I spend the entire day trying various profiles and heater & dryer settings. Funny that the same media, settings and profiles no longer work since my printer was repair. I ended up trying several different kinds of artwork including my urgent job.
Here is sample of vector artwork with the heater & dryer at 42:
Here is sample with the settings increased - the heater at 45 & dryer at 50. I used the Roland Profile GCVP and printed in layered since I was using metallic gold:
Increasing the heater & dryer to the max solved the white spots. :-)
Once I finally got rid of those white spots by increasing the heat, I went back to my client's artwork. I now have a new issue banding. :-(
To try and solve this, I decided to print the Roland test print from VersaWorks and I see the banding in every colour except it seems for the yellow (and possibly black but hard to tell) - Funny the Gold heart didn't show any banding. It is easy to see in the Cyan and Magenta in the photos below:
Here is the nozzle test print. My test prints were always perfect until the captop issue. The tech let the print head dry out (trying to fix it took over a week).
Now my test print is always missing areas in the centre and top. After another tech visited I was told this would clear up after normal printing and cleaning. It has now been 5+ month and I cannot get it perfect again.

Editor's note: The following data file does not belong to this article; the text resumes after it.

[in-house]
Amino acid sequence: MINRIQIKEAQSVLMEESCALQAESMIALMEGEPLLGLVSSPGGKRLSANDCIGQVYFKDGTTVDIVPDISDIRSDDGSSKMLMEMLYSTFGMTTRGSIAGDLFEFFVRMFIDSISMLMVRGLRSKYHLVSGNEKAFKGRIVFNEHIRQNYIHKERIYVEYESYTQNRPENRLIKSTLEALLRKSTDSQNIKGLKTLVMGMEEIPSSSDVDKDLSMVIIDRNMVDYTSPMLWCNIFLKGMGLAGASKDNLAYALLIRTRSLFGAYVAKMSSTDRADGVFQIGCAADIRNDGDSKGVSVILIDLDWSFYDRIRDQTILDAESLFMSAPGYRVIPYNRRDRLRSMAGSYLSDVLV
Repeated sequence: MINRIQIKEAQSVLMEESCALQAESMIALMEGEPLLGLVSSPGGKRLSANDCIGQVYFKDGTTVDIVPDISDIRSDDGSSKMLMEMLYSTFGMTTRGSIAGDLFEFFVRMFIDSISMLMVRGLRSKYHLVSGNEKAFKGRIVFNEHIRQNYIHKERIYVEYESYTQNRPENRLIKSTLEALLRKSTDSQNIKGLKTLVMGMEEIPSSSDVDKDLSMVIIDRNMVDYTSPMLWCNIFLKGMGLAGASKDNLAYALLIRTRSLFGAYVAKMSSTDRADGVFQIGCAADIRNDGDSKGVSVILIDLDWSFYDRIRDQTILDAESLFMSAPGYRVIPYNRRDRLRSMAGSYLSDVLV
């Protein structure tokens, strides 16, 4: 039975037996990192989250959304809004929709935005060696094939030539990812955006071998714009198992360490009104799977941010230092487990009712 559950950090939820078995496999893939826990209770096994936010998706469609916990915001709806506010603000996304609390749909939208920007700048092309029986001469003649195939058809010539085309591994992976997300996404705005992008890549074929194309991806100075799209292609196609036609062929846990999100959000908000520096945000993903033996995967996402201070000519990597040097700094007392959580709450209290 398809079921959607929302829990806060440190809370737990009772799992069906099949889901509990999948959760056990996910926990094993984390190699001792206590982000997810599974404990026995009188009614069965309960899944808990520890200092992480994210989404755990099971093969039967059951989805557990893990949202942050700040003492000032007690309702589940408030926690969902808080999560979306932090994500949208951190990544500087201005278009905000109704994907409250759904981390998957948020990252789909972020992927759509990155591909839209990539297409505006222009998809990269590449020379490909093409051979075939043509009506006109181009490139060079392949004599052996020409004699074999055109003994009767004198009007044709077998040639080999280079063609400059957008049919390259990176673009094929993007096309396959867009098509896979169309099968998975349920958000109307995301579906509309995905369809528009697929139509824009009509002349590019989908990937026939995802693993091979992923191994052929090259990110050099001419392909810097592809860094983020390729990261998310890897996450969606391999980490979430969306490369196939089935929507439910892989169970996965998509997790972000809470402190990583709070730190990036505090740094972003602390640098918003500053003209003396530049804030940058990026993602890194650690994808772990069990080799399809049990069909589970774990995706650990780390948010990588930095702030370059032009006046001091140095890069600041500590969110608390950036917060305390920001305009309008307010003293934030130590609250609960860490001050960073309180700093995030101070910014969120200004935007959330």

What would cause the banding in only a few colours?
Do I need to try something with the alignment that I read in several other posts?
A lot of the answers your getting are from people that have much more experience than I do. I recently had a large sign job and it was printed on Arlon DPF using the GVCP profile max impact and it looked really bad on the single color Impact text, so I slowed the head speed down from 760 to 550 on the quality tab in versaworks, and it printed perfect for me. try that? I'm gonna try Rolands suggestion next time I have that problem and turn the heat up a little. Have you tried filling your cap-top with cleaning fluid to try and clean your printhead?
Those printheads are not too bad at all I've seen a lot worse, they are certainly not causing the banding, try to calibrate your media feed, It will show you how on the manual, I cant remember off the top of my head at the moment how to do it.